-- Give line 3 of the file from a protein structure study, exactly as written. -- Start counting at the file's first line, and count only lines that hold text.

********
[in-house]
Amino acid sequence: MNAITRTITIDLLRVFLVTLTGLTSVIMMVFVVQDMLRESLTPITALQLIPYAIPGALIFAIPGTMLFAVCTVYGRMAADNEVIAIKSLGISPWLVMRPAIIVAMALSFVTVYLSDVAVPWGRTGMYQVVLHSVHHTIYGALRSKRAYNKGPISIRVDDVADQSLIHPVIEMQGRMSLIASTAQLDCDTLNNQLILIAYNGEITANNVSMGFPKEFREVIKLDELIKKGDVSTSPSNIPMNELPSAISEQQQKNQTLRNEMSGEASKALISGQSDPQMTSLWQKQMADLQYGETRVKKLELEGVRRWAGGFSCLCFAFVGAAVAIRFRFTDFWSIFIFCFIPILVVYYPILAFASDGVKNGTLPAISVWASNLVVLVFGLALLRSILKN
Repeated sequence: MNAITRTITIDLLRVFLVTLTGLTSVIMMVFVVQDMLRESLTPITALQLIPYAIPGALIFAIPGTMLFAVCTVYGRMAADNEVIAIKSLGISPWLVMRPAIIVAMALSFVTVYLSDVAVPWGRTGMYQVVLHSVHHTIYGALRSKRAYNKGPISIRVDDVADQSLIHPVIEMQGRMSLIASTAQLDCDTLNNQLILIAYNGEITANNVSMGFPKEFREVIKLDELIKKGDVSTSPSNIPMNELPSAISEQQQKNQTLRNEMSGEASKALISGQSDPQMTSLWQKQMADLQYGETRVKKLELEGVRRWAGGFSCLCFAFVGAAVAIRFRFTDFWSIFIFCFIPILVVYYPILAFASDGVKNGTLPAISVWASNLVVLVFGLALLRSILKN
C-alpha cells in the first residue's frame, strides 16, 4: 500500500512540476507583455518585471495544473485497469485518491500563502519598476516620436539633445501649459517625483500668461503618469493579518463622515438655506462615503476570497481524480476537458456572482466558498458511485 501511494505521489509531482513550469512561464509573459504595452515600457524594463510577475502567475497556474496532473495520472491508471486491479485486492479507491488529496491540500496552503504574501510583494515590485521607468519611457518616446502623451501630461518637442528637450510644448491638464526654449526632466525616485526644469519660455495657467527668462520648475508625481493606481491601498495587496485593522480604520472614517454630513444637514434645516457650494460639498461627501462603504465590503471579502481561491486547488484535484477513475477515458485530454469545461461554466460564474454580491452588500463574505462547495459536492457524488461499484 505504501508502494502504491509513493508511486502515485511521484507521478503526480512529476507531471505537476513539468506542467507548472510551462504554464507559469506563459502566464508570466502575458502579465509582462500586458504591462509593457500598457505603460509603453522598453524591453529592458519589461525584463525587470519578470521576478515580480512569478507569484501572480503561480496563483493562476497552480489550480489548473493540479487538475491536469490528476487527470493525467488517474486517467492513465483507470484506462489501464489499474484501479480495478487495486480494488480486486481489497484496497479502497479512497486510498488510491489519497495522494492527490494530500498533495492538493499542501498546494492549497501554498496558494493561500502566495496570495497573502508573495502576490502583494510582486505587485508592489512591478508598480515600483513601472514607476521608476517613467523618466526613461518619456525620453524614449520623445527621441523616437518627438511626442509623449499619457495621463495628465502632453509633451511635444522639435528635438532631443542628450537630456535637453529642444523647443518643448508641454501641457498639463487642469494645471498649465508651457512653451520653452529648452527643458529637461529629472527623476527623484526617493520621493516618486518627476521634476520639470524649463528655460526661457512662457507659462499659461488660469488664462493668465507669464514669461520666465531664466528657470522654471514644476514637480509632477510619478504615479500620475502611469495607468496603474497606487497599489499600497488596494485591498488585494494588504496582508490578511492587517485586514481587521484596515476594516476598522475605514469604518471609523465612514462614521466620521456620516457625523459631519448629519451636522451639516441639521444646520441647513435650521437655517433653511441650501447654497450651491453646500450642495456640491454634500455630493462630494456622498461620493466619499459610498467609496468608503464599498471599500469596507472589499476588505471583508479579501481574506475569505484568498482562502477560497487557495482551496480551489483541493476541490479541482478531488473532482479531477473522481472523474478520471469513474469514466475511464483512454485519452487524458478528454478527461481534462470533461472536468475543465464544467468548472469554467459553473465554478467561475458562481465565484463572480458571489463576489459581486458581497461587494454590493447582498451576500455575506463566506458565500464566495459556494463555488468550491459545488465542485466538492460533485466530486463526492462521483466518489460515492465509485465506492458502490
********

Repeated sequence: MNAITRTITIDLLRVFLVTLTGLTSVIMMVFVVQDMLRESLTPITALQLIPYAIPGALIFAIPGTMLFAVCTVYGRMAADNEVIAIKSLGISPWLVMRPAIIVAMALSFVTVYLSDVAVPWGRTGMYQVVLHSVHHTIYGALRSKRAYNKGPISIRVDDVADQSLIHPVIEMQGRMSLIASTAQLDCDTLNNQLILIAYNGEITANNVSMGFPKEFREVIKLDELIKKGDVSTSPSNIPMNELPSAISEQQQKNQTLRNEMSGEASKALISGQSDPQMTSLWQKQMADLQYGETRVKKLELEGVRRWAGGFSCLCFAFVGAAVAIRFRFTDFWSIFIFCFIPILVVYYPILAFASDGVKNGTLPAISVWASNLVVLVFGLALLRSILKN